In less than a month’s time, on 1 June, Japan will resume their defence of the Unofficial Football World Championships title against South America’s Peru. The UFWC title match is the first fixture in a three-team Kirin Cup friendly tournament, also featuring the Czech Republic.
Peru haven’t participated in the UFWC since 1993, but they’re actually veterans of the competition, and have won more UFWC title matches than Japan. So what do we need to know about challengers La Blanquirroja (The White and Red)?
The Pacific-coast nation has a population of 25 million, about five times smaller than that of Japan. FIFA rankings place Peru 54th, some 41 places behind Japan. But Peru are higher than Japan in the UFWC rankings, sitting in 22nd place ahead of Japan’s 26th having won 7 UFWC title matches to Japan’s 6.
Peru’s first UFWC title match saw them lose 3-2 to an excellent Chile side in 1952. But, less than a year later, in March 1953, Peru registered their first title match win and became Unofficial Football World Champions, beating Brazil 1-0 courtesy of a goal from Luis Navarrete. The reign didn’t last long, though, and Peru lost to Uruguay in their next game. (All covered in detail in the UFWC book…!)
After three failed attempts to regain the UFWC title, Peru eventually managed to wrest it from Argentina in 1957 with a 2-1 win, although again they immediately lost it in their next match – handing it back to Argentina.
Save for a 2-2 draw with then-champions Brazil in 1959, Peru then disappeared from the UFWC scene, re-emerging to lose 3-2 to Paraguay in 1979. But it was the early 1980s that saw Peru enjoy its most successful UFWC stint.
In August 1981, Peru beat Uruguay 2-1 to become UFWC champions for the third time. This time they managed to hold onto the title, drawing with Uruguay in a return World Cup qualifier fixture the following month. These two results helped Peru qualify for the 1982 World Cup finals.
Moving into 1982 Peru briefly lost the title, but then regained it, over the space of two friendly matches against Chile. The Peruvians then beat Hungary in Budapest, drew with Algeria, and then clocked up one of the greatest results in the nation’s history, beating a France side featuring the likes of Platini, Tigana and Rocheteau – in Paris – by a goal to nil. The scorer was Juan Carlos Oblitas, the outstanding player of Peru’s UFWC history.
Peru won another title match, against Romania, and then took their title to the World Cup Finals in Spain. Draws with Cameroon and eventual champions Italy saw Peru intially hold onto the unofficial title, before they were crushed 5-0 by Poland.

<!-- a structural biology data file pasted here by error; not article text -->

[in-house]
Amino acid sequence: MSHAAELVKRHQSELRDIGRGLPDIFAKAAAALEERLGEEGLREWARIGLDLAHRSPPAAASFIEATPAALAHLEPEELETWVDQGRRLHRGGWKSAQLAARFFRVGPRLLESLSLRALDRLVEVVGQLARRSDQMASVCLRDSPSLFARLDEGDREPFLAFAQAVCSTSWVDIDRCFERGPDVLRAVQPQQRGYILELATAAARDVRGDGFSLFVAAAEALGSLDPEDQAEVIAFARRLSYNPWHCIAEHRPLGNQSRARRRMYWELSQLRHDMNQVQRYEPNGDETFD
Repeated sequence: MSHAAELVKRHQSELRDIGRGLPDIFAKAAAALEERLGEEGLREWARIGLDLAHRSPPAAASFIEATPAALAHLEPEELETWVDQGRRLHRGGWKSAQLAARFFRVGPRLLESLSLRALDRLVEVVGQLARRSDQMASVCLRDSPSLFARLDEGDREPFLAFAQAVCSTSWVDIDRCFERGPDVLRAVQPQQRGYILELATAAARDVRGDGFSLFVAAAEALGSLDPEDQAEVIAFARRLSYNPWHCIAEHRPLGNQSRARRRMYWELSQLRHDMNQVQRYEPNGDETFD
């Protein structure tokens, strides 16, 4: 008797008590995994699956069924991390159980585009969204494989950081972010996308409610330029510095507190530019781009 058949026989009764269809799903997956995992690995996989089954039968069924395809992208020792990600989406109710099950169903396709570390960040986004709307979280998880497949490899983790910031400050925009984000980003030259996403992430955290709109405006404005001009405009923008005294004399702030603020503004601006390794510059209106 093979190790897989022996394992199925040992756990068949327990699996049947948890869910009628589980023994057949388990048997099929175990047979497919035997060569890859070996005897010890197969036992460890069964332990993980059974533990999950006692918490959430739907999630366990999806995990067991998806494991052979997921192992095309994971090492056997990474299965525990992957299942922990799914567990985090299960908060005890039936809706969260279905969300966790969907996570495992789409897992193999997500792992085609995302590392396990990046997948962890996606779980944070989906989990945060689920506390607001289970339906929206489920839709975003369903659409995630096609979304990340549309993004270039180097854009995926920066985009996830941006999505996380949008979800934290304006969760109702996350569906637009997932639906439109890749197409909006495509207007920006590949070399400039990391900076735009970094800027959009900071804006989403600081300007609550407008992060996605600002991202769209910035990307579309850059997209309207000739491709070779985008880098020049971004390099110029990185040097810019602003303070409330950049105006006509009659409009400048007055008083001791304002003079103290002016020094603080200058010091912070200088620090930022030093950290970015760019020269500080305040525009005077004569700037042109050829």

La Blanquirroja played a couple of title matches in 1993, losing to Argentina and Colombia, but that was the sum of their UFWC involvement until now. So Peru’s return to the UFWC competition is long overdue. But can they prise the title away from current Unofficial Football World Champions Japan?
Since failing to qualify for World Cup 2010 (they were the first team to be eliminated during qualification and the squad was call the worst in the national team’s 82-year history by the Peruvian press) Peru have displayed something of a resurgence. By the time of the WC qualification failure, the nation had fallen to 91st in the FIFA rankings – it’s lowest ever position. However, seemingly responding to criticism from fans and former players, within 12 months Peru had soared to 38th place, before settling back to the current 54th.
Peru are unbeaten this year – although they’ve only played two matches, beating Panama 1-0, and drawing 0-0 with Ecuador. Prior to that they’d beaten Canada, Jamaica and Costa Rica, and drawn with Colombia, so they’re certainly no mugs.
Stars of the Peru squad include Hamburg striker Paolo Guerrero and veteran Werder Bremen striker Claudio Pizarro, who is the current squad’s most capped player and top goalscorer. As with the Japan squad, there are a lot of Bundesliga links, and a couple of other German-based players may also make the Peru squad for the Japan match – striker Jefferson Farfan of Schalke 04, and young defender Carlos Zambrano, who is currently on loan from Schalke to FC St Pauli. Also keep an eye out for Fiorentina midfielder Juan Manuel Vargas and defender Walter Vilchez of Sporting Cristal.
Oddly, due to Japan’s eventual acceptance of an invitation to appear as a guest nation, following the Kirin Cup both Japan and Peru will participate in the Copa America in Argentina in July (although they have been drawn in different groups). So will Japan or Peru take the UFWC title to Argentina, or will the Czech Republic put a stop to that? Keep it here and don’t forget to tell your friends.